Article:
10Bundling extra wire to ease future repair operations It is usually advisable to loop some extra wire after the connections are made. A little extra conductor length eases future repair jobs and may eliminate the need for splices if the conductors are damaged during excavation.Bundling extra wire to ease future repair operations
11Newly back-filled turf head The completed installation should be flush with the soil surface if direct seeding will be used to establish the turf. The head may protrude an appropriate amount to be flush with the turf surface if sod is going to be laid on the site.Newly back-filled turf head
12Low pressure drain for lateral lines Lateral lines for home turf installations are frequently installed at shallower depths (12-18 inches). Consequently, these lines are fitted with low-pressure drains. These drain valves will close automatically once the water pressure in the lines reaches 10 psi, and will remain closed as long as the system pressure is maintained. Once watering ceases and the pressure drops below 10 psi, the valves spring open and water will drain from the lateral by gravity. The valve should be located at the lowest point on each lateral line. One valve per lateral is normally sufficient.
13Adapter for “Funny Pipe” riser and low pressure drain The small sprinkler heads used for home turf systems can be supplied adequately with a flexible Polyethylene tubing riser, which is much less expensive than a swing-arm riser. Here is a “funny pipe” connector attached to a PVC lateral, ready for connection to the riser.
14Small turf head with “Funny Pipe” connector attached A small pop-up turbine rotor turf head with a “funny pipe” connector, ready for connection to the lateral line with a flexible polyethylene riser.Small turf head with “Funny Pipe” connector attached
15Home Landscape Irrigation 4.6Home Landscape Irrigation4.6Here is a typical home lawn irrigation layout. The number of zones in a home system is dictated by both the layout of the yard, the types of vegetation, and the size of the water supply. Here, larger turbine rotors or impact heads irrigate the large open expanse of the back year in two zones with 3 heads each (two 90° part-circle heads, and one 180° part-circle head) on a 40-ft x 45-ft spacing.In the front and size yards, smaller spray heads irrigate smaller areas with a layout on 12-ft to 15-ft spacings, using a combination of full and part-circle heads to cover the area adequately while keeping water off the house, driveway and street. No zone requires more than 15 gpm to operate.
16Separate meter for home landscape irrigation system Irrigation rate for city water (no sewer charge)It is usually advisable to go to the expense of having a separate water meter installed for a home sprinkler system. In most municipalities charges for sewage treatment are proportional to water consumption. A sprinkler system on a regular household meter would then be paying not only for water used but also for sewage treatment on wastewater that was not going into the system. The additional expense of installing a new meter is quickly recovered in the savings in water cost. Also, the operation of the sprinkler system will not interfere with household water use.Meter Size, inches 5/8 ¾ 1Maximum Capacity, gpmRecommended Capacity, gpm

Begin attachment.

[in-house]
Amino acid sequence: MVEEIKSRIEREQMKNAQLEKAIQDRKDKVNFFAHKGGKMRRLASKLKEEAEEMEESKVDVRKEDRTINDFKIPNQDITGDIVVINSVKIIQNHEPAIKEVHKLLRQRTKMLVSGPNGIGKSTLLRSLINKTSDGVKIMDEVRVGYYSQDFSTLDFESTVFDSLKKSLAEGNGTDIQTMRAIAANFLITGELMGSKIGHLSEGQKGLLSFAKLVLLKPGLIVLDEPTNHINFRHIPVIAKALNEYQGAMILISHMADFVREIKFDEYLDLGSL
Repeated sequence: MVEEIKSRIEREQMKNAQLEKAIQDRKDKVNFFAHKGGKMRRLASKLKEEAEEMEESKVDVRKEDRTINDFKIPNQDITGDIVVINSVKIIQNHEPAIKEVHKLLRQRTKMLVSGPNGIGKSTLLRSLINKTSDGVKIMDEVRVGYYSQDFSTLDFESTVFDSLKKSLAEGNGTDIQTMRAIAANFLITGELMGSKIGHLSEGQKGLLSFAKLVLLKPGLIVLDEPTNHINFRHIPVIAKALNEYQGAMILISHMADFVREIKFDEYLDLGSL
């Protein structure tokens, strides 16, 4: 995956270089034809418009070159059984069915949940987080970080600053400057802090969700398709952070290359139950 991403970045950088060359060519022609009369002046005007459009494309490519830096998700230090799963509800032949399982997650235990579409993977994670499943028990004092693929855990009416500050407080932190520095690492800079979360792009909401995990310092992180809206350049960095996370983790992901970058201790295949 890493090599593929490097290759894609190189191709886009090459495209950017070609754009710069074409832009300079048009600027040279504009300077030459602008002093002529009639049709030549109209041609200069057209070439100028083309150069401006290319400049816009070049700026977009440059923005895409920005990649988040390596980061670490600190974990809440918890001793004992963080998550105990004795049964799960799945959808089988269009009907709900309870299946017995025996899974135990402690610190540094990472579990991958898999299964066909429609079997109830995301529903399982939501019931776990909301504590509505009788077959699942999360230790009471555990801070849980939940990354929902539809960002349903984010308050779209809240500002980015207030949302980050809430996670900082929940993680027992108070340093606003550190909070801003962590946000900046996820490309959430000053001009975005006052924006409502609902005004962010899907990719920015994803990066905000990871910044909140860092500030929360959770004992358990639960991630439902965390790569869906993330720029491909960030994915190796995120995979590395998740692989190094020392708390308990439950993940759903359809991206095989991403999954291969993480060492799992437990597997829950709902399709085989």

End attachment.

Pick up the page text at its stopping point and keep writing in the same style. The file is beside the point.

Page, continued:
18Golf Course Irrigation Zones Different zones because of differences in-Turf varieties: bent, bermuda, etc.Soils: sand-based greens, native soil fairwaysTraffic load: tee boxes, greens, walk-up areasCanopy maintenance: fairways, roughGolf course turf irrigation zones are set up based on variations in turf type, soil type, traffic load, and variations in canopy maintenance within turf species.
19Golf Course Irrigation Zones - Putting Green Zone-Tee Box ZoneGreens, with coarse soil types for rapid drainage and common use of cool-season species require frequent, small irrigation applications.Fairways, with bermuda grass on native soils would be irrigated less frequently with larger application depths.Tee boxes and the walk up areas to greens, with the heavier foot traffic may be irrigated more frequently than fairways.Rough areas may be irrigated as often as fairways, but with lesser application depths because of incomplete coverage.- Walk-up Area Zone- Fairway Zone
20Lateral Line Layout for Parallel Fairways (2 conventional sprinklers per valve)Mainline SupplyValveWater Flow
21Looped Supply Lines on Parallel Fairways (Valve-in-Head Fairway and Tee Box Sprinklers)(Conventional Green Sprinklers)
22Fairway Runoff Research Plots at OSU Turf Research Farm
23Effect of Slope and Sprinkler Leveling on Coverage Sprinkler axis perpendicular to ground slopeSprinkler axis vertical
25Adjustment of Watering Time Watering time can be increased or decreased according to prevailing water use conditions (ET). ET can be taken from a weather station on site provided by the supplier, or taken from some generic source (eg., Mesonet). Adjustments can be system-wide, or for any subset of zones within the system.